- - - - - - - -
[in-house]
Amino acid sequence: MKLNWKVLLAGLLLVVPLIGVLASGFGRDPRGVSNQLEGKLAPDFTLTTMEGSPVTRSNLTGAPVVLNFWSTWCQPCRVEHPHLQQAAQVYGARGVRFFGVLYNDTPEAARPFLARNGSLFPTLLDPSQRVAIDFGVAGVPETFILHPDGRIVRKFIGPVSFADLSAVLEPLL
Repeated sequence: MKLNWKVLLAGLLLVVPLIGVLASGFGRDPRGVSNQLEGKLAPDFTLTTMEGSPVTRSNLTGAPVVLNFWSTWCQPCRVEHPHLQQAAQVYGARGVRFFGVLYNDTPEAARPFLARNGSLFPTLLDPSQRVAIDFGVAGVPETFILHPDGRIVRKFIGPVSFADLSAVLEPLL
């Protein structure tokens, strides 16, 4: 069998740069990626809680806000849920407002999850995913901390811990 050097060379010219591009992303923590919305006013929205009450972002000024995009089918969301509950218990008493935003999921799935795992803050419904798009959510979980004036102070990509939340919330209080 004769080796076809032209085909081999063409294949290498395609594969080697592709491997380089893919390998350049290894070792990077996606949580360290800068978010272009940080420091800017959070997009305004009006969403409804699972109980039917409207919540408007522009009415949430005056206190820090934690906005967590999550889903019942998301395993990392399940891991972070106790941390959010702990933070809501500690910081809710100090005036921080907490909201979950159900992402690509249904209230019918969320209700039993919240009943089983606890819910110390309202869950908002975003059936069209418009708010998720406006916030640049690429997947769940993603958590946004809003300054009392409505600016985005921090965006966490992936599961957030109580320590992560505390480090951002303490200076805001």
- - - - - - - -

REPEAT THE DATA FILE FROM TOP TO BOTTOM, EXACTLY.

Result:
[in-house]
Amino acid sequence: MKLNWKVLLAGLLLVVPLIGVLASGFGRDPRGVSNQLEGKLAPDFTLTTMEGSPVTRSNLTGAPVVLNFWSTWCQPCRVEHPHLQQAAQVYGARGVRFFGVLYNDTPEAARPFLARNGSLFPTLLDPSQRVAIDFGVAGVPETFILHPDGRIVRKFIGPVSFADLSAVLEPLL
Repeated sequence: MKLNWKVLLAGLLLVVPLIGVLASGFGRDPRGVSNQLEGKLAPDFTLTTMEGSPVTRSNLTGAPVVLNFWSTWCQPCRVEHPHLQQAAQVYGARGVRFFGVLYNDTPEAARPFLARNGSLFPTLLDPSQRVAIDFGVAGVPETFILHPDGRIVRKFIGPVSFADLSAVLEPLL
């Protein structure tokens, strides 16, 4: 069998740069990626809680806000849920407002999850995913901390811990 050097060379010219591009992303923590919305006013929205009450972002000024995009089918969301509950218990008493935003999921799935795992803050419904798009959510979980004036102070990509939340919330209080 004769080796076809032209085909081999063409294949290498395609594969080697592709491997380089893919390998350049290894070792990077996606949580360290800068978010272009940080420091800017959070997009305004009006969403409804699972109980039917409207919540408007522009009415949430005056206190820090934690906005967590999550889903019942998301395993990392399940891991972070106790941390959010702990933070809501500690910081809710100090005036921080907490909201979950159900992402690509249904209230019918969320209700039993919240009943089983606890819910110390309202869950908002975003059936069209418009708010998720406006916030640049690429997947769940993603958590946004809003300054009392409505600016985005921090965006966490992936599961957030109580320590992560505390480090951002303490200076805001």